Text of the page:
It is a 100 years on the 15th April since the great unsinkable ship sank. The events that led to the tragedy are well known. And the whole grotesque mismanagement of that night leads me to conclude that the sinking is a particularly vivid illustration of the class struggle.
In the 50s film of the sinking “A Night To Remember”, Lady Cosmo Duff Gordon – whose party occupied Number 1 lifeboat to themselves – turned to her secretary, Miss Francatelli as the ship sank, and said, “There is your beautiful night-dress gone.” And there too went the three Skoog children, the four young Paulssons and the eleven members of the Sage family of Cambridgeshire. All in third class, and all beneath the notice of this latter-day Marie Antoinette. Continue reading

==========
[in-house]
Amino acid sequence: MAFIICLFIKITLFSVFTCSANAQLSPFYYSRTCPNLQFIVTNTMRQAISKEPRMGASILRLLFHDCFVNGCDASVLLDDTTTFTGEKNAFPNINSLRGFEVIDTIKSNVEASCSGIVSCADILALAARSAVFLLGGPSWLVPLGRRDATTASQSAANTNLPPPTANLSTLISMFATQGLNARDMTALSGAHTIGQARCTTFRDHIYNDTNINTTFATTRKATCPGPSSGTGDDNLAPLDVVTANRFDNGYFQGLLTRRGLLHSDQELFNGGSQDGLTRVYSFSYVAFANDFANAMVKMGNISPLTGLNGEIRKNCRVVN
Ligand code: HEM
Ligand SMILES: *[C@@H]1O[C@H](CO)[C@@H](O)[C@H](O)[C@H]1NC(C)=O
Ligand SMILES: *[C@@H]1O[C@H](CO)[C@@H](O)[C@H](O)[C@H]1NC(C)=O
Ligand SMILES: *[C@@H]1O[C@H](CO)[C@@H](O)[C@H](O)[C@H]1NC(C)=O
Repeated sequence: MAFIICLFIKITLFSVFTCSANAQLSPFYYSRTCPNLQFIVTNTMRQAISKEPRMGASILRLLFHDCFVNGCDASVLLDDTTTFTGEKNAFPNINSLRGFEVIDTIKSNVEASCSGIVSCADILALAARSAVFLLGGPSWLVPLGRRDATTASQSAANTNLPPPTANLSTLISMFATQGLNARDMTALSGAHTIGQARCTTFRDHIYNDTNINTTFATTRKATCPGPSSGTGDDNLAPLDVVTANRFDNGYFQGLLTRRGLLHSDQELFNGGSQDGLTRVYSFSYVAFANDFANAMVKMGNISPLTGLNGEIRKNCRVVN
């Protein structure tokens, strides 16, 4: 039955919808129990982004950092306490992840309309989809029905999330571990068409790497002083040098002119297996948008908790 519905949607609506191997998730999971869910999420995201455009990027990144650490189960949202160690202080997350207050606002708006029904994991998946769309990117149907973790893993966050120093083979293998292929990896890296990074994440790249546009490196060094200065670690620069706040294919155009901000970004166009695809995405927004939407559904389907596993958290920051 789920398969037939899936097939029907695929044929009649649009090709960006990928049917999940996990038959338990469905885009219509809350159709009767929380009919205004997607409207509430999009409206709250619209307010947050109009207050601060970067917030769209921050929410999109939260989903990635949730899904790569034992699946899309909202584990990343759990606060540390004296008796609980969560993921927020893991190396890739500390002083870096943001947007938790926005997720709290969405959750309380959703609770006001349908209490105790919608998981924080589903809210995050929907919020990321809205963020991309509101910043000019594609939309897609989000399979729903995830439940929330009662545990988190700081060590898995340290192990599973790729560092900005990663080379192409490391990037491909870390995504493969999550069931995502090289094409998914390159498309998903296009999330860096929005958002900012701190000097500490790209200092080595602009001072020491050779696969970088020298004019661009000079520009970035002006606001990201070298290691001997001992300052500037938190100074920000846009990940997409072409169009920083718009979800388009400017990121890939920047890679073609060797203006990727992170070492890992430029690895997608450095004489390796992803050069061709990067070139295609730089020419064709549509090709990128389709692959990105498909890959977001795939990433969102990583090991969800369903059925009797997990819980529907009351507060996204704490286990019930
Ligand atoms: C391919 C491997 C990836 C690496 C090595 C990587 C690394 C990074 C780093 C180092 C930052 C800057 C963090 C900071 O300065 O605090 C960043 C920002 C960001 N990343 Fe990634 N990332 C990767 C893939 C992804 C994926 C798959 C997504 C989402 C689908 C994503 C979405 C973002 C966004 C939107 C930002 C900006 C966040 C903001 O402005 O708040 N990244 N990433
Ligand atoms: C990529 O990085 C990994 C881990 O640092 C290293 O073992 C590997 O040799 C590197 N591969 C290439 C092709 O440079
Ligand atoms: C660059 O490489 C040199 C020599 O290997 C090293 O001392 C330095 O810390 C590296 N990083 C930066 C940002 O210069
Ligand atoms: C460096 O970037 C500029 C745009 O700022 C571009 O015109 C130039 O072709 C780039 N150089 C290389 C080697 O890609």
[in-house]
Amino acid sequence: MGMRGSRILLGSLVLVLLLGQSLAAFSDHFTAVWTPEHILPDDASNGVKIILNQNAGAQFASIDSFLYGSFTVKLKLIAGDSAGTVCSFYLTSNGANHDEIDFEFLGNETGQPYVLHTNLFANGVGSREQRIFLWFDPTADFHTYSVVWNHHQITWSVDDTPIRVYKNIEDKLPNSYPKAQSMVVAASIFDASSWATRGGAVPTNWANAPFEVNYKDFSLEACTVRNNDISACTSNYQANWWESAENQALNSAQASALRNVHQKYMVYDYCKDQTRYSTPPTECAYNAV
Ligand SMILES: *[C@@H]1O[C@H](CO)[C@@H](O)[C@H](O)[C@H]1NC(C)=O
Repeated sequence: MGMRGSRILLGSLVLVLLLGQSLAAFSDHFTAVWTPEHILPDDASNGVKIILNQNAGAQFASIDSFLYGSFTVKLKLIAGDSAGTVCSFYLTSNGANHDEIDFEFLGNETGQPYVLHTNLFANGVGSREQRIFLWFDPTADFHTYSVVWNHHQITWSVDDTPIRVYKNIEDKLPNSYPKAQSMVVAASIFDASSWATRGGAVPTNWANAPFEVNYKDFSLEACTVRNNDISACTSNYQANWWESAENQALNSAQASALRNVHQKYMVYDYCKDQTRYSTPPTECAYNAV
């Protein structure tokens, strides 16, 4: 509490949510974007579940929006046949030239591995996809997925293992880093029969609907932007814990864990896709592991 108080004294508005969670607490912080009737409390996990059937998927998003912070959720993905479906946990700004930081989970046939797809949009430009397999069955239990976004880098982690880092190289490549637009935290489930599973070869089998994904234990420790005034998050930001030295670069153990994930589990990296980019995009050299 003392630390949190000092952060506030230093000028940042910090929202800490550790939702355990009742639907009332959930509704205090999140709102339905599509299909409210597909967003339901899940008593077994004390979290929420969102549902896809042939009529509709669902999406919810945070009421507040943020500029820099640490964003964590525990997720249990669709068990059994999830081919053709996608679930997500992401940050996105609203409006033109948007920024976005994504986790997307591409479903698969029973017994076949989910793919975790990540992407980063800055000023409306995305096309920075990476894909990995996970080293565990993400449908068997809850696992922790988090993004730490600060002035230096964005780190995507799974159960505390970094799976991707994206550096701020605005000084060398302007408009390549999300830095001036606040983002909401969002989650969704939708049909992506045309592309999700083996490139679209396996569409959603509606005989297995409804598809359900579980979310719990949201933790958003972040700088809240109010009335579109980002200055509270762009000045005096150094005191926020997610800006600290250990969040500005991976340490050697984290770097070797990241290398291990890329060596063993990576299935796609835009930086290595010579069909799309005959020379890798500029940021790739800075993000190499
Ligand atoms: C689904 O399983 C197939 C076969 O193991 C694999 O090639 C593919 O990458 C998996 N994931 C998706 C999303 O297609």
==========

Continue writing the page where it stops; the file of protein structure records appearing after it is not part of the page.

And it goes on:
A friend told me of a surprising find in a skip at local recycling centre. Sitting in a skip was, as far as he could tell, a perfectly serviceable Moog Synthesiser 1962 vintage. The sort played by Kraftwerk he thought. I’d seen one played by Keith Emerson in ELP at Trentham Gardens in 1971- but the less said about that the better. The point is that here seemed to be a possibly functioning piece of kit, which could fetch around £1000. My friend pleaded with the manager to let him have the Synthesiser. Continue reading
Doubtless the next week will be full of commemorative events regarding the Titanic sinking. However for those interested in free speech and free expression then April 11th– the day that I write- has significance. For today is the 400th anniversary of the last person to be burnt at the stake on the charge of heresy and he was a Staffordshire man. Edward Wightman went to the stake on the 11th April 1612 at Lichfield. He was a businessman and local Baptist minister in Burton. He also had business interests in Uttoxeter and Cheadle. Continue reading